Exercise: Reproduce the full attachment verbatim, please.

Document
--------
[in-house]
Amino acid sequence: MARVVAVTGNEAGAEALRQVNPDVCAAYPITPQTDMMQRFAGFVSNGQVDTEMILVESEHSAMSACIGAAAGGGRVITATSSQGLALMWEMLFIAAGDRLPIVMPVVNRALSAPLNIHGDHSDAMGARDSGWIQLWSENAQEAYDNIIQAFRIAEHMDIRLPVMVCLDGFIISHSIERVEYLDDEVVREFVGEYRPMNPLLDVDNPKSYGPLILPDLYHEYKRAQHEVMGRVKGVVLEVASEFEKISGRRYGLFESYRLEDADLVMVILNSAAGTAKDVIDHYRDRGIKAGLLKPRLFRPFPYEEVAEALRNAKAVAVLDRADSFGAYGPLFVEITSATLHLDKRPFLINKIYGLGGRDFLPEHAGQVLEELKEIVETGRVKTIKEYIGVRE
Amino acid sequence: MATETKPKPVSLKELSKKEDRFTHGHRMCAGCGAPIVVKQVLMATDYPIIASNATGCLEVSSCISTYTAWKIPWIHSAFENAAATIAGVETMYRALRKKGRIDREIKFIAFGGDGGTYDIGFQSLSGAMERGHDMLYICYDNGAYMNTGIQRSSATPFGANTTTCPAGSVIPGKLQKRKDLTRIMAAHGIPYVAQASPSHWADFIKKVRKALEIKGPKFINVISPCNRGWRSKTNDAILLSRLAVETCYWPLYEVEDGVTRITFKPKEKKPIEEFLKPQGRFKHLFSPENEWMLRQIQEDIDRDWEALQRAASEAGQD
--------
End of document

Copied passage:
[in-house]
Amino acid sequence: MARVVAVTGNEAGAEALRQVNPDVCAAYPITPQTDMMQRFAGFVSNGQVDTEMILVESEHSAMSACIGAAAGGGRVITATSSQGLALMWEMLFIAAGDRLPIVMPVVNRALSAPLNIHGDHSDAMGARDSGWIQLWSENAQEAYDNIIQAFRIAEHMDIRLPVMVCLDGFIISHSIERVEYLDDEVVREFVGEYRPMNPLLDVDNPKSYGPLILPDLYHEYKRAQHEVMGRVKGVVLEVASEFEKISGRRYGLFESYRLEDADLVMVILNSAAGTAKDVIDHYRDRGIKAGLLKPRLFRPFPYEEVAEALRNAKAVAVLDRADSFGAYGPLFVEITSATLHLDKRPFLINKIYGLGGRDFLPEHAGQVLEELKEIVETGRVKTIKEYIGVRE
Amino acid sequence: MATETKPKPVSLKELSKKEDRFTHGHRMCAGCGAPIVVKQVLMATDYPIIASNATGCLEVSSCISTYTAWKIPWIHSAFENAAATIAGVETMYRALRKKGRIDREIKFIAFGGDGGTYDIGFQSLSGAMERGHDMLYICYDNGAYMNTGIQRSSATPFGANTTTCPAGSVIPGKLQKRKDLTRIMAAHGIPYVAQASPSHWADFIKKVRKALEIKGPKFINVISPCNRGWRSKTNDAILLSRLAVETCYWPLYEVEDGVTRITFKPKEKKPIEEFLKPQGRFKHLFSPENEWMLRQIQEDIDRDWEALQRAASEAGQD